Thus, it is an object of this invention to provide a method of treating glass header capacitors to minimize this current leakage under high humidity conditions without adversely affecting normal capacitor physical or electrical properties.
A further object of this invention is the provision of an alkoxysilane-treated glass header cpacitor possessing improved current leakage characteristics under high relative humidity conditions.
The foregoing objects and advantages as well as other objects and advantages will be apparent from the following description of the preferred embodiments of the invention.
DESCRIPTION OF THE PREFERRED EMBODIMENTS A common metal-glass header capacitor is treated with a cationic alkyl-alkoxysilane obtainable commercially under the product identification DOW COR- NING XZ-22300. The capacitor case is of known design and may be a nickel-steel alloy tube having flanged ends through the openings of which can pass metal lead-in wires. These openings or header orifices are sealed with glass headers, introduced as buttons through which the leadin wire passes, by fusion.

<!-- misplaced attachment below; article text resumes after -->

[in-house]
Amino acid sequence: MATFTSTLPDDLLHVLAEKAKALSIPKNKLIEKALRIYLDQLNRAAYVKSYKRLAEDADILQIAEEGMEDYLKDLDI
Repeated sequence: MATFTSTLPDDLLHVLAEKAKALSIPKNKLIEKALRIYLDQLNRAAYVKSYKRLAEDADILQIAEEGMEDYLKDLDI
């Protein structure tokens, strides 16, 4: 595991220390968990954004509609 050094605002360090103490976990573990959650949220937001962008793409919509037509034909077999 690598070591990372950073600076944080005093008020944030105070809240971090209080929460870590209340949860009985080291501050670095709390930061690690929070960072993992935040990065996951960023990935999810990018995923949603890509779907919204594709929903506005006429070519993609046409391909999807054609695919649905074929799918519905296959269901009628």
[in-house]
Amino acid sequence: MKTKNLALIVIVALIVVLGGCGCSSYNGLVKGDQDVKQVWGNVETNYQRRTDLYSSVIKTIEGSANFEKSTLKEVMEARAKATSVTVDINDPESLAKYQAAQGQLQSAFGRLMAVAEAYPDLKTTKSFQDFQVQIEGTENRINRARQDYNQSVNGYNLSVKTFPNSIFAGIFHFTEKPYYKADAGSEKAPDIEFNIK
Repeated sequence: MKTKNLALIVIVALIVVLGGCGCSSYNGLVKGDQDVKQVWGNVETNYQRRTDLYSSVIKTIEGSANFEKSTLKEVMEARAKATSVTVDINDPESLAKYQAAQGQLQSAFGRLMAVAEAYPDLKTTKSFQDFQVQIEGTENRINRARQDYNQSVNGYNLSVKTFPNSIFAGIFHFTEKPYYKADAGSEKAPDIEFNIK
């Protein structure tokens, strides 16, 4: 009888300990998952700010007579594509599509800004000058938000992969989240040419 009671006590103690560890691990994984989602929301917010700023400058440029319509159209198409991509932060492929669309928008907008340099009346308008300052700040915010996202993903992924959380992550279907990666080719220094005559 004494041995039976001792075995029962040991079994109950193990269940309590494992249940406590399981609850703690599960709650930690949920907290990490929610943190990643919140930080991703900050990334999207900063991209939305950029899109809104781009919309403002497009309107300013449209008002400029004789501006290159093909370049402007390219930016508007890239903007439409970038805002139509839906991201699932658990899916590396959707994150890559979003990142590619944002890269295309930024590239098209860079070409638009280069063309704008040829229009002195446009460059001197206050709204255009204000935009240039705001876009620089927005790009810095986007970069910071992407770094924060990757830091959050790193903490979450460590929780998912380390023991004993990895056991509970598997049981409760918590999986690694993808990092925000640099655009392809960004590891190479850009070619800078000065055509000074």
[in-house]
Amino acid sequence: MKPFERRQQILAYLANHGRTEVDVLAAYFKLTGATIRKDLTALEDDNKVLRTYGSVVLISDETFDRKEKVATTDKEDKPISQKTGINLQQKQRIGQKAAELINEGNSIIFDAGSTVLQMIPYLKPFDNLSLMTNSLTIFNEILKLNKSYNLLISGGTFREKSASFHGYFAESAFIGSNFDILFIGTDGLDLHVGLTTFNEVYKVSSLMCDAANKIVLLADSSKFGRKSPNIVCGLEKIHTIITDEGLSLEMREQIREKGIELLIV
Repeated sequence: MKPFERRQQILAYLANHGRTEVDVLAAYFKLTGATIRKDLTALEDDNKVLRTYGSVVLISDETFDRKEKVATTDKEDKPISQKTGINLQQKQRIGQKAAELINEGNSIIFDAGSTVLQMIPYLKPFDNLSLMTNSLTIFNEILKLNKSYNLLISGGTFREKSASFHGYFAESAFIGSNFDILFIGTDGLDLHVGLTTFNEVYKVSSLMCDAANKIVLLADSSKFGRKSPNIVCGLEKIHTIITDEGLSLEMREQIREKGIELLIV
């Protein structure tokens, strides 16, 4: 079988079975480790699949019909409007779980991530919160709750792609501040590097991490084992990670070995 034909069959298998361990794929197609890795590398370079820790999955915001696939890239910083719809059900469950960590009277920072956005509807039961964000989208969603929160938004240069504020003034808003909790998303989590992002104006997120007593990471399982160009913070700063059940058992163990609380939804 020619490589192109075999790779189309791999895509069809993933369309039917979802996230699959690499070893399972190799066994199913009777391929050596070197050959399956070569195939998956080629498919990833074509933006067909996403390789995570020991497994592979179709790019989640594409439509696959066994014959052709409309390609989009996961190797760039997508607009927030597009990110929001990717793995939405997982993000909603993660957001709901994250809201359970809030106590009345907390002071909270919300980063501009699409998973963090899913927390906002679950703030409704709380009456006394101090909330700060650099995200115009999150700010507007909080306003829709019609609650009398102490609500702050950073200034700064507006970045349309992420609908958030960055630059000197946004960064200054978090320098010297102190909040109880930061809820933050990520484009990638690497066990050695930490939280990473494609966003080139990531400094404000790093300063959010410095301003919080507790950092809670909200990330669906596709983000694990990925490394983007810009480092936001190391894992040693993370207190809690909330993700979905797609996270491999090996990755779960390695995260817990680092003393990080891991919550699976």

Treatment may constitute exposing the glass headers to a dilute aqueous solution of the alkyl-alkoxysilane by dipping or spraying and permitting the water to evaporate until the glass surface is dry. Air drying is adequate to obtain a fully cured treatment, however, heat may be applied to increase the speed of drying provided that a temperature of 500F is not exceeded. Once treated, a temperature of 500F should not be exceeded so that treatment is preferably carried out after high temperature operations such as flame polishing of the glass and the like are completed. Alternatively, the treatment may be carried out after encapsulation of the capacitor and the entire metal-glass header capacitor dipped in the solution. This may be done according to this invention because of the absence of formation of any metal corrosive by-products as a consequence of the applicatron.